Industrial piping is typically evaluated to determine if the layout and support design could result in overstress of piping components or overloading at connected equipment. The overstress condition is determined by comparing the maximum calculated stresses against allowable levels per the governing codes, which vary by industry and application. Stresses experienced under a variety of regular and intermittent loading scenarios, as determined by the governing codes, are evaluated with the assistance of specialized pipe stress analysis tools such as CAESAR II and SIMFLEX. These tools can be used to generate numeric results, color-coded stress isometrics, and displacement animations.
Orbital investigated the intermittent heavy vibration of a pressurized 6 in. gas-solid transfer line at a plastics manufacturing facility, which has a history of premature failure in various piping and support components throughout the system. Orbital’s investigation attributed these systemic failures to High Cycle Fatigue (HCF) resulting from inadequate piping restraints, and offered mitigating solutions to reduce movement and minimize the potential for reocurring HCF-related failures. Field investigations, along with manual and computer-based dynamic simulations in CAESAR II, were performed by Orbital to replicate the existing system and validate the proposed corrective actions.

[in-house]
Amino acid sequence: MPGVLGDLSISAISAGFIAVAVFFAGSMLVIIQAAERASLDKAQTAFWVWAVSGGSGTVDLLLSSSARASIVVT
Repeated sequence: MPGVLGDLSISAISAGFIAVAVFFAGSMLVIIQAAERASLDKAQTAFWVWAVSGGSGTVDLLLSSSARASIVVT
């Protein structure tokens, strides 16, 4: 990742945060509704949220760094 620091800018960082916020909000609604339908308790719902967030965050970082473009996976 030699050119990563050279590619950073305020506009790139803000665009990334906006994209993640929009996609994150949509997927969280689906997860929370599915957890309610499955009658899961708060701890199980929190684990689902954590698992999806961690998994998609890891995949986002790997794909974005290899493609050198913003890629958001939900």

Storage Tank Settlement
Orbital utilized CAESAR II to develop an optimized configuration for the connecting piping on several 100,000+ barrel gasoline storage tanks. The analysis was focused primarily on the long-term foundation settlement expected to occur, and the stress effects it would have on the connected piping that transitions underground. Piping sizes analyzed up to 42 in. diameter.
Piping Material Change
Orbital provided analytical services for the replacement of an existing 30 in. diameter pipeline between a fired heater and vacuum tower at a refinery. As part of this project, the existing piping materials were replaced with Stainless Steel Type 317L and the existing variable spring hangers were changed to constant support spring hangers. With the aid of pipe stress analytical software, the existing and proposed materials were compared to demonstrate that the modified configuration would not compromise safety or performance of the system.